Recurrent herpes outbreaks, on the one hand, commonly entail nearly the same production of self-limiting blisters that then produce painful ulcerations as they heal. However, these would naturally come with prodromal symptoms or signs that would often signal the recurrence of an outbreak right before the growth of new blisters occurs. These prodromal symptoms may include:
These could occur hours or days before an actual outbreak occurs, and these are possible throughout the lifetime of an infected individual as the infection could not be completely cleared with medications. It can, however, be managed to asymptomatic levels where the disease could no longer be transmitted, and symptoms are not present ultimately while under the therapy.
In diagnosing genital herpes, there are still several things that need to be considered, mainly because there are certain asymptomatic cases and the existence of two types of HSVs that may need to be addressed differently depending on how they will manifest in the patient’s system.
To obtain a more conclusive diagnosis regarding the condition you currently have, the following laboratory tests are often used by physicians to either identify the condition you have or distinguish between HSV-1 and HSV-2 infections in adequately addressing the manifestations that you are showing.
Before anything else, it is essential to note that herpes infections are considered lifetime infections as there is currently no available medication that can be used to eradicate the microorganism from the patient’s system entirely. However, physicians still perform steps to ensure that the patient’s quality of life is not affected and that they can no longer transmit the virus to their partners or other individuals that they come into contact with.
The initial treatment process essentially aims to resolve the patient’s symptoms during the first outbreak or episode - primarily targeting the relatively aggressive viral shedding process of the virus and managing the symptoms being experienced by the patient. This antiviral course would often last for around 7 to 10 days, but your physician may prescribe longer treatments if the symptoms do not resolve within this period. The common medications prescribed by physicians during this period are the following:
Note that this does not encourage self-medication as proper dosing is still essential in ensuring that the patient’s treatment is appropriate for their condition and circumstances.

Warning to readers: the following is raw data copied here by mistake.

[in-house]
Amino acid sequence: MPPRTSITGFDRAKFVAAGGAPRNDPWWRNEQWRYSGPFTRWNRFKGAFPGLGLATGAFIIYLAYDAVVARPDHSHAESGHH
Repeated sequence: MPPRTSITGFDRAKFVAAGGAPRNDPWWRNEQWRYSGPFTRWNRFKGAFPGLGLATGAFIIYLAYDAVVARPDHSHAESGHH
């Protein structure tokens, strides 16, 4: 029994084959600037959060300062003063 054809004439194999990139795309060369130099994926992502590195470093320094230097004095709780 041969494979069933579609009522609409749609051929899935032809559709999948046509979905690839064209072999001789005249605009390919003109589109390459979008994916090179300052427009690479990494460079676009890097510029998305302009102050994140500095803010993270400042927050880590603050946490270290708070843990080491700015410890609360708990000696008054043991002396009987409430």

The intermittent treatment process essentially provides the patient with the prescription for specific antivirals that they could take if they develop inevitable flare-ups or outbreaks while still on suppressive medication. Of course, the sores that will develop during this recurrent outbreak could resolve independently, but aiding the healing with medicine will generally hasten the process overall.
In the case of patients who experience frequent recurrent outbreaks throughout the infection, your physician may prescribe a long-term antiviral therapy that aims to prevent the development of these symptoms and prevent the transmission of the virus during sexual intercourse.
Yes. Viral shedding occurs even among asymptomatic individuals.
The patient may transmit the infection to their baby during delivery, causing neonatal herpes. Neonatal herpes is associated with several complications such as cerebral damage, blindness, and even death.
The most common complication is the development of extra-genital manifestations, but some people may also develop rare, life-threatening complications such as aseptic meningitis.
The treatment plan would depend on your physician’s judgment, but one could expect that it would generally be lengthy overall.
A patient should expect an outbreak throughout their lifetime (average is roughly 4 per year), especially if not on suppressive antiviral medications.
Centers for Disease Control and Prevention
World Health Organization
American Academy of Dermatology Association
Written by Mark Riegel, MD
No. Viruses don't have cures, but symptoms can be controlled with proper treatment.
Viral. Caused by the herpes simplex virus.
Antiviral Medicine. Symptoms are treated with antiviral medications (Zovirax, Famvir, or Valtrex), however there is no cure.
1 month or longer. The symptoms from the initial outbreak can take over 20 days to disappear.
Yes. During your initial outbreak, you should refrain from sex until all symptoms are gone.
Yes. Once you get infected, you will have the virus for life.